trade treaty between the two countries in almost death except the pilot, Clarence Bates, of a century.

Minneapolis, who was thrown clear. There were Oct. 15-In the Federal Court in Philadelphia, the 12 passengers and a crew of 3, including the Government dismissed three indictments and two co-pilot, and the stewardess. criminal information complaints against Grover -A plane of American Airlines, from New York Cleveland Bergdoll, a World War draft dodger for Chicago, fell in a field near Lawrence, 14 who is serving a 712-year sentence at Ft. Leaven- miles west of St. Thomas, Ontario, soon after worth, Kan.

10 P. M. None of the 20 persons aboard-17 Oct. 16--Ex-Premiers Edouard Daladier and Leon passengers and crew of 3-survived the flames

Blum and Generalissimo Maurice Gamelin, for- The pilot was David I. Cooper of Plandome, mer allied commander in chief, were sentenced N. Y. The stewardess. Miss Mary E. Blackley. The plane, the New Yorker, had left LaGuardia -H. W. Lord, 67, died in Springfield, Mass. He Pield at 5:50 P. M.

slumbered from Oct. 26, 1926, to one day in 1930; ---Acadet of the Royal Air Force and an American and in three months slept again, until March,

flying instructor were killed and another cadet 1936, but soon relapsed. seriously injured when two planes collided at the Nov. 14-The Los Angeles area was shaken by municipal airport at Albany, Ga.

earthquakes which mostly centered in suburban -The Duke or Windsor lunched with Henry Ford Torrance and Gardena. Property damage was put

and inspected automobile and defense plants in at $1,000,00 Reinforced concrete buildings the Detroit area.

erected since the 1933 quaké appeared un1941--NOVEMBER

damaged.

Nov. 18–Fire destroyed one of the dormitory buildNov. 1-The 950-foot span-Rainbow Bridge-was ings of the Brunswick Home, a private hospital

opened to trafic over the Nlagara River below in Amityville, L, I., N. Y.; seven inmates were the Falls. The former one, built in 1898, was killed.

destroyed by an fce jam in January, 1938, -In Colombia, á landslide destroyed the village Nov. 3-Six Norwegians were executed by & of Mongua, killing 100 persons.

German Aring squad for assisting enemies Nov. 19 The Workers Alliance, a national organi. and the Norwegian fishing fleet of 70,000 vessels zation engaged in unemployment relief, with was placed under State control, to prevent headquarters in New York City, has been disfurther escapes to Britain, dispatches said. solved, it was officially announced. It has had The Duke and Duchess of Windsor left New 200 branches in 25 states. York City by train.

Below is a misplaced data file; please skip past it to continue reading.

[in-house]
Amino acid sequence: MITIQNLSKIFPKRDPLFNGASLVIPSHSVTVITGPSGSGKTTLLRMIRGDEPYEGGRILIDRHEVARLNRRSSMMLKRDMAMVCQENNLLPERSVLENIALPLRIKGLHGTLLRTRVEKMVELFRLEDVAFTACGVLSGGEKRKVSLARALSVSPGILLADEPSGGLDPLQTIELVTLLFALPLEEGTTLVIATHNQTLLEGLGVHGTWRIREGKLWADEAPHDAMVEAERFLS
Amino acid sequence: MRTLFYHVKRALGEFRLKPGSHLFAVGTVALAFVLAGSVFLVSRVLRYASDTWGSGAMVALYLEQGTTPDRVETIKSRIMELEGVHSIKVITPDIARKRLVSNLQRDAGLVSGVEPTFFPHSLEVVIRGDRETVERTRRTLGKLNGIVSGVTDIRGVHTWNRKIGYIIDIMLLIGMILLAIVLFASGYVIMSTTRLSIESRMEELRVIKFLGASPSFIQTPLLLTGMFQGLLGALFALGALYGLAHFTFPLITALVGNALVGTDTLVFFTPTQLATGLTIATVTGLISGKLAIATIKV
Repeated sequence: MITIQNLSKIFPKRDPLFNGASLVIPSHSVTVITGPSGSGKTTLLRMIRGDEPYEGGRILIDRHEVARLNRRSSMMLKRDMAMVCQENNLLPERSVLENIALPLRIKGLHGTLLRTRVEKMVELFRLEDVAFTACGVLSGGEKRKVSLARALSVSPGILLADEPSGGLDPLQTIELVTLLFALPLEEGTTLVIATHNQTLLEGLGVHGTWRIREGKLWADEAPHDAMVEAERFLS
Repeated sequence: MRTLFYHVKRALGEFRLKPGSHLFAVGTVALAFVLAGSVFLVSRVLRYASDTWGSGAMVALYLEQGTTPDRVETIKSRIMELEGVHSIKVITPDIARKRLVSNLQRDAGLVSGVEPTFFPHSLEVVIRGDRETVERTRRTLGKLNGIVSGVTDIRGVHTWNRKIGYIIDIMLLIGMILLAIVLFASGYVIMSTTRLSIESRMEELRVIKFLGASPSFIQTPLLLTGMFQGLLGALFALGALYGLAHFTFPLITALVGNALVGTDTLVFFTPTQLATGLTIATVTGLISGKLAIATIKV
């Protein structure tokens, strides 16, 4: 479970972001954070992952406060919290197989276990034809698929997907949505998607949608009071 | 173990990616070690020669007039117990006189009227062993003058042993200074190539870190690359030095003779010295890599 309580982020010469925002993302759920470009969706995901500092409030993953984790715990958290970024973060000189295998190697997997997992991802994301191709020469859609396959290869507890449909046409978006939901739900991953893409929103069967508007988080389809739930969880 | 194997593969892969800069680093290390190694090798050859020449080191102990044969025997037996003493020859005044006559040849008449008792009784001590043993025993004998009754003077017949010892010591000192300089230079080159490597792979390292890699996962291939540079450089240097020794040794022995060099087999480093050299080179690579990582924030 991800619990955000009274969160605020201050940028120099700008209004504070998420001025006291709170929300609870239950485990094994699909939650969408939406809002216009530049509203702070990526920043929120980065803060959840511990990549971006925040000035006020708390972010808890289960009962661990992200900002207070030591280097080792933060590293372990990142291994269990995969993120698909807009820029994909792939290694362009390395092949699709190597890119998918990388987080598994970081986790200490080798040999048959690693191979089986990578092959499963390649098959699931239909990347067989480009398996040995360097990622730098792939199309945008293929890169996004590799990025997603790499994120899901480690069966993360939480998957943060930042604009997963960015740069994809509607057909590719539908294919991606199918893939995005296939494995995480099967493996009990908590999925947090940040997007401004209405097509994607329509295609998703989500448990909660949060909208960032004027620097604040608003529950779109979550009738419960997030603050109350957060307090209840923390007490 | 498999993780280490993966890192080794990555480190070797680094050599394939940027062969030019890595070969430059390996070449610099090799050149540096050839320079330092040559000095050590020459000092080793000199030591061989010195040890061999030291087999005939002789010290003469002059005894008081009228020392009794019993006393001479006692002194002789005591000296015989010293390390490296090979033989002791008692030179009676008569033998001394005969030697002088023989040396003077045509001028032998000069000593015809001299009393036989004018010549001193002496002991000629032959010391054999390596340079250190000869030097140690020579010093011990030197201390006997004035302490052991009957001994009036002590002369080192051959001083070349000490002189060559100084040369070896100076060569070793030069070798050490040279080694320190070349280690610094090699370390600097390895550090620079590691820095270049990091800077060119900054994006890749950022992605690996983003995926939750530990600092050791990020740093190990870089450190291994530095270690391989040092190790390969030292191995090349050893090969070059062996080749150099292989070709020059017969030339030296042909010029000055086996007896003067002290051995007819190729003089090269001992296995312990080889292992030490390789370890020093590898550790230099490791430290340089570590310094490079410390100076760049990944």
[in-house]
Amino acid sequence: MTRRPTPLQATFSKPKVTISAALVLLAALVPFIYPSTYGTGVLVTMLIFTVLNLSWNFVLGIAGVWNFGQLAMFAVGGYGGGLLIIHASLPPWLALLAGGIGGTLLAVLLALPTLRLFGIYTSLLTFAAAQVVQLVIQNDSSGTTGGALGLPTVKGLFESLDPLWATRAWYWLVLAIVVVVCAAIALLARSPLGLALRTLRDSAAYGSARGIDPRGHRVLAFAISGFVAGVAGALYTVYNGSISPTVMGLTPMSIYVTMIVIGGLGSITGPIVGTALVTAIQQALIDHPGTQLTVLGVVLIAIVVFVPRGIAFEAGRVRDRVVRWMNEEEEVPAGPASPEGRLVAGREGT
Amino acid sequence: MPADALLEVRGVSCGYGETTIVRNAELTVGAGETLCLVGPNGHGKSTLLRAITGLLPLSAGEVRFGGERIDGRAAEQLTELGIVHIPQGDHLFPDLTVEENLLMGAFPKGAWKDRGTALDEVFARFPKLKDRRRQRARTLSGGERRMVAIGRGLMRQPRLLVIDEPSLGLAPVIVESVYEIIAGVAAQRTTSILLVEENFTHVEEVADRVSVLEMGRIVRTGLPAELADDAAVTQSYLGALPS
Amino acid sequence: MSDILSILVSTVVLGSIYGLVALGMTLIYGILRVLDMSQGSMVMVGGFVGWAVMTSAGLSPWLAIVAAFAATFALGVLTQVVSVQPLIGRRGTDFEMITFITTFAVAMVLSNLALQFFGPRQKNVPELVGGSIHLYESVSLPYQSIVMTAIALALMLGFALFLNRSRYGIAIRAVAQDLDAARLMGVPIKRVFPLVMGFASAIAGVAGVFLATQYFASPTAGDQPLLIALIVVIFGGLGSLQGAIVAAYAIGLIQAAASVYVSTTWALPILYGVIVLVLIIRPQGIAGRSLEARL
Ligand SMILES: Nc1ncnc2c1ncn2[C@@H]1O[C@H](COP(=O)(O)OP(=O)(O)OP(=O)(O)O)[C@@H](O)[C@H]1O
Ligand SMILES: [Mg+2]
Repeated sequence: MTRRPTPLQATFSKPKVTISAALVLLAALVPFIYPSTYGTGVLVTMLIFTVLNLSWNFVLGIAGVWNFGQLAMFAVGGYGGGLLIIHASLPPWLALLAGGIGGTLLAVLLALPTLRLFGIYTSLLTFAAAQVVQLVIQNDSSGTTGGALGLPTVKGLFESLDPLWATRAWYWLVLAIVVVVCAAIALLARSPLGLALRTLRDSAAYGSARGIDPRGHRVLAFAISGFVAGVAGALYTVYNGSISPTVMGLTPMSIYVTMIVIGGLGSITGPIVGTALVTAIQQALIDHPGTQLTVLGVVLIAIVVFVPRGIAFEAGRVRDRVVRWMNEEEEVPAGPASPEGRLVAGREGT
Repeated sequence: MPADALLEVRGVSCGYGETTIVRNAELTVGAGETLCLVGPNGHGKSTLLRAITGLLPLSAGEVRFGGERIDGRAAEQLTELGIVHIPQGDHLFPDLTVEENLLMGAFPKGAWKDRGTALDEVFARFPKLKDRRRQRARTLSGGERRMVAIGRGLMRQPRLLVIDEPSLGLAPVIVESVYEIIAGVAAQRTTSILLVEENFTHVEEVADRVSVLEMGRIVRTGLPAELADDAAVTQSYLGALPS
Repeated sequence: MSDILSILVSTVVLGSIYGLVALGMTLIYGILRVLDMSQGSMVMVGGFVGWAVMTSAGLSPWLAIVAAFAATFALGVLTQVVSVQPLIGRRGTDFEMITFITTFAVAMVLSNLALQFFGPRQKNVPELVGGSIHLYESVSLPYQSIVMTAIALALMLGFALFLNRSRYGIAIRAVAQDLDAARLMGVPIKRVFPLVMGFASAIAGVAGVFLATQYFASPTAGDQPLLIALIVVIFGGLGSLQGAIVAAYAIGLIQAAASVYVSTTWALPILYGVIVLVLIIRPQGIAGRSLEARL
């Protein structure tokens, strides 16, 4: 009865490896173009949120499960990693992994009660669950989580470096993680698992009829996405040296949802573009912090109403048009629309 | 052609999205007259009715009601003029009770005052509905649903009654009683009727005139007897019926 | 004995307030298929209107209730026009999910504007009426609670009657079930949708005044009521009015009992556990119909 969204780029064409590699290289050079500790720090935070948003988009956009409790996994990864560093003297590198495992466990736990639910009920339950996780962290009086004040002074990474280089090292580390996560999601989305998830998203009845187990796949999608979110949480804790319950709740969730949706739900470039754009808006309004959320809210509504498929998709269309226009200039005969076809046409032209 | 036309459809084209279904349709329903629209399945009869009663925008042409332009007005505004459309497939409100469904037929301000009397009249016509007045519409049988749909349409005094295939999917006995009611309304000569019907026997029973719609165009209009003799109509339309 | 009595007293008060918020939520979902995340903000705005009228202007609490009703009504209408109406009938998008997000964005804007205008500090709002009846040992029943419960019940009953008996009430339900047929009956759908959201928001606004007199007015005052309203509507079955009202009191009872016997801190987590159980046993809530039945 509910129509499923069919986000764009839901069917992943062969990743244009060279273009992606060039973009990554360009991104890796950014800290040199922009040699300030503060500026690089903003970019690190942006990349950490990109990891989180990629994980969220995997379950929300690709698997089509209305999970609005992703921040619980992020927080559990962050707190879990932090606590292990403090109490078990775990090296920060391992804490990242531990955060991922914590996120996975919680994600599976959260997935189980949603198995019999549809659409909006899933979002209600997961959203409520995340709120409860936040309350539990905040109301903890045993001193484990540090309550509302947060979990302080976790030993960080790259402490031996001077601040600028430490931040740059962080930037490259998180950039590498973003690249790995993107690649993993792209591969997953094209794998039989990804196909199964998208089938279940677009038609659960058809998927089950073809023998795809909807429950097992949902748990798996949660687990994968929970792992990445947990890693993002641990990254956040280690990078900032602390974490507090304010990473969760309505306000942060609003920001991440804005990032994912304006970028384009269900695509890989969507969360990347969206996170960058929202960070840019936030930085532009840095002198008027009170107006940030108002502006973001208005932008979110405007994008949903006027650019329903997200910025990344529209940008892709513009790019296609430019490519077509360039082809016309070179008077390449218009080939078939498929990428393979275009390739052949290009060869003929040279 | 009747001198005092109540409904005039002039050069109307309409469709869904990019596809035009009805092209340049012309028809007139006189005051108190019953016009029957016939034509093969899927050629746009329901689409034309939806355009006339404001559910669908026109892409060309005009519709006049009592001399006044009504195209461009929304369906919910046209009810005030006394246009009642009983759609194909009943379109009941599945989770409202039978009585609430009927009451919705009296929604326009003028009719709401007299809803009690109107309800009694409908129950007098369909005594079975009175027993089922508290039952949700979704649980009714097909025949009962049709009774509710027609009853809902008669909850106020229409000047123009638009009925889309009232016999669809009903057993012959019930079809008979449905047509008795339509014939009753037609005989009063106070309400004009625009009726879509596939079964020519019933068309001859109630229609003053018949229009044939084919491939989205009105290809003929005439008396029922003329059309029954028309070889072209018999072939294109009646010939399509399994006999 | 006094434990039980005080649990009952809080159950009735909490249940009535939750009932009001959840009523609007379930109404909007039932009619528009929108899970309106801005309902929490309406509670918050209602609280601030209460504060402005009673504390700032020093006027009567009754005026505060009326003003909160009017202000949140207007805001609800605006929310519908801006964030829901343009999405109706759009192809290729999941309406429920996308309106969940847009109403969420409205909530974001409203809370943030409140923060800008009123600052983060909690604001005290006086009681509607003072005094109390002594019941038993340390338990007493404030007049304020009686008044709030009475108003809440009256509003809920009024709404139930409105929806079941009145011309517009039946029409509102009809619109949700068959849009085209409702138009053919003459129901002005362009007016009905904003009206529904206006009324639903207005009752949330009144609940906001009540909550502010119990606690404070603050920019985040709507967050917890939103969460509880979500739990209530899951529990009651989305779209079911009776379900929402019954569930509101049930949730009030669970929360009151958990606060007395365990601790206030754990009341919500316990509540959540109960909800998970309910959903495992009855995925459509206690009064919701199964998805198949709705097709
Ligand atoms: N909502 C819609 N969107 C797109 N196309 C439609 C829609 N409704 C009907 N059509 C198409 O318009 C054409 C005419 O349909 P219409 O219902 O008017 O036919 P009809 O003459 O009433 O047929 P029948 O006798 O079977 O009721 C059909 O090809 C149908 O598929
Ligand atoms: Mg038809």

-The United States agreed with Mexico to sta. -H. C. Hopson, ex-head of the Associated Gas

bilize the peso, buý fixed amounts of silver and and Electric Utilities System, pleaded guilty in finance road building. Mexico agreed to pay the U. S. Court, New York City, to cheating the $37,000,000 over a period of 14 years to settle all Government of $1,885, 405 in his 1929 income

agrarian and general" claims of American tax. He was sentenced to two years in prison, nationals, to make a trade agreement and to atto be served concurrently

with a 5-year sentence for mail fraud which he began to serve on Jan.

tempt to negotiate a settlement of the petroleum

expropriation controversy. 10 last at Lewisburg, Pa.

-Snapping of a coupling between two cars of a Nov. Mayor F. H. LaGuardia was re-elected for

96-car freight train in the 7,000-foot long Hasson a third term as Mayor of New York City, on a Tunnel of the Southern Pacific, 39 miles north four-ply ticket-Republican, Fusion, American of Los Angeles, caused a fire in the locomotive Labor and United. His Democratic opponent

five of the crew and cattle in cars were killed was William O'Dwyer, District Attorney of

by fumes or flames. Brooklyn Borough (Kings County). The omncial

Nov. 21-In San Quentin, Calif., prison, Mrs. Ethel vote was, LaGuardia, 1,186,291; O'Dwyer, 1,054,- Leta Juanita Spinelli, 52, known as "The

115. No. 6-Milt Taylor, 47, a elown attached to the

Duchess," died in the lethal gas chamber, the

Arst woman to pay the legal death penalty in Ringling circus, died of arsenic poisoning in At

California. She was put to death for her part lanta, Ga. This was followed by the death of 11

in the slaying of a member of her own gang, of the show's elephants from the same cause.. --The United States discharged the Grand River -William Bioff and George E. Browne, leaders of

Authority, a State agency, which has had charge the International Alliance of Theatrical State

of tae $25,000,000 Grand River power project in Employees, who, it was testifed, had got $550,

Oklahoma, and put a Federal ofncial in control. 000 or more from motion picture concerns by

It aims to end difficulties which have beset the strike threats were convicted in the U. S.

work since it was started, technically under conCourt in New York City, and were sentenced

trol of Oklahoma but financed wholly by Federal respectively to ten and eight years in prison and

loans and grants. were fined $20,000.

-Warren Davis, of Philadelphia, a retired judge -The eighth National Eucharistic Congress opened